Syrian anti-government protesters march as part of an uprising against the country’s authoritarian regime, in Banias, Syria, April 17, 2011. The Arabic banner at center reads: ‘All of us would die for our country.’ AP/Anonymous

How the Syrian uprising began and why it matters

While in other countries, women are bringing down the powerful men who assaulted and harassed them, in Indonesia assault victims are still struggling to find justice. www.shutterstock.com

#MeToo has skipped Indonesia — here’s why

A combination of a deep-rooted patriarchal culture, conservative religious values and gender-insensitive law enforcement practices still deters Indonesian women from reporting rape.
Smartphones have put the tools for bullying and voyeurism in the pockets of schoolchildren. Baruska/Pixabay

France’s ‘everyday sexism’ starts at school

France's #MeToo backlash has revealed just how deeply rooted sexism is in the country. Disguised as flirtation or child's play, sexual harassment begins as early as elementary school.
Clashes between opposition protesters and Venezuelan soldiers at the Venezuela-Brazil border have killed an estimated 25 people. AP Photo/Edmar Barros

Brazil and Venezuela clash over migrants, humanitarian aid and closed borders

Brazil's president has threatened military intervention in neighboring Venezuela, called its leader a 'dictator' and sent troops to the border. But Brazil's military is quietly working to avoid war.
Hotels and motels along major highways are common spots for sex trafficking. Ken Stocker/shutterstock.com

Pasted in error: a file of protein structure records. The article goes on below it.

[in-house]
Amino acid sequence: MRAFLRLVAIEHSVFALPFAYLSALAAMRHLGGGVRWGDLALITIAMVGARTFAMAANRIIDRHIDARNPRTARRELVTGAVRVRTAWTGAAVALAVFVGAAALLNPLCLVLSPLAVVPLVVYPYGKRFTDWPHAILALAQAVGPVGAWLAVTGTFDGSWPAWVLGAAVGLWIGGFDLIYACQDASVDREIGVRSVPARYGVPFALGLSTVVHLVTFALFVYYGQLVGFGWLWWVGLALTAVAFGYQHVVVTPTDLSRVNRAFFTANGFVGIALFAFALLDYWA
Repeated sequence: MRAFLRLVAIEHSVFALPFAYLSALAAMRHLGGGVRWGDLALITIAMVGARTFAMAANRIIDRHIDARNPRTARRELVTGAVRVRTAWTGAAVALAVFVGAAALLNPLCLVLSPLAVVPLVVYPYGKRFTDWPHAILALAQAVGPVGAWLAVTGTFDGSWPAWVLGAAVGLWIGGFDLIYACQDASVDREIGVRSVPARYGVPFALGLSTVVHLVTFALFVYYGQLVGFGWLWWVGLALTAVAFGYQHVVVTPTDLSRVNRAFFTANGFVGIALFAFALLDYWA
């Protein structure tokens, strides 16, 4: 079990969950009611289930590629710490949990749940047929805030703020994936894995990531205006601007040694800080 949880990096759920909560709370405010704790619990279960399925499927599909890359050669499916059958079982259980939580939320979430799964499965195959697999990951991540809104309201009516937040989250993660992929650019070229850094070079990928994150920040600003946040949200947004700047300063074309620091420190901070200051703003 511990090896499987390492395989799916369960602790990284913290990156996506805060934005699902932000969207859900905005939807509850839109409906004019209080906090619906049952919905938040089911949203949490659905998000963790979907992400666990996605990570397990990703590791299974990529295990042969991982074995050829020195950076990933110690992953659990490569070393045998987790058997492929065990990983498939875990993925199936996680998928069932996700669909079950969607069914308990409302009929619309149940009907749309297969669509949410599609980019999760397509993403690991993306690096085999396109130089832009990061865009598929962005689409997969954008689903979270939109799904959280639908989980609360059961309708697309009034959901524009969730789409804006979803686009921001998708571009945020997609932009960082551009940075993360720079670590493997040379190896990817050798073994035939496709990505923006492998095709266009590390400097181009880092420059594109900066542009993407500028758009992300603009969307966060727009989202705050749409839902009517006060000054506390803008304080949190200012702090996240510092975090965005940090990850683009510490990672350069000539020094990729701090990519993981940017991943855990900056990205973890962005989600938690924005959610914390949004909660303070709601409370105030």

Sex trafficking in the US: 4 questions answered

New England Patriots CEO Robert Kraft's criminal charges in a suspected sex trafficking case draw new attention to this illicit underground economy.
When U.S. troops go home, ethnic militias will likely gain strength. REUTERS/Parwiz

What will come after a US withdrawal from Afghanistan?

The US has been at war in Afghanistan since a few weeks after 9/11. Now we are negotiating a peace with the Taliban, the same insurgents who sheltered Osama bin Laden.
Three British teenagers, including Shamima Begum, center, left the U.K. to join the Islamic State in 2015. Begum wants to return home now. AP/Metropolitan Police

Is it more dangerous to let Islamic State foreign fighters from the West return or prevent them from coming back?

Many of the men and women who left homes in the West to join ISIS or similar terrorist organizations in Syria and Iraq as fighters or supporters now want to come home. Should they be allowed back?

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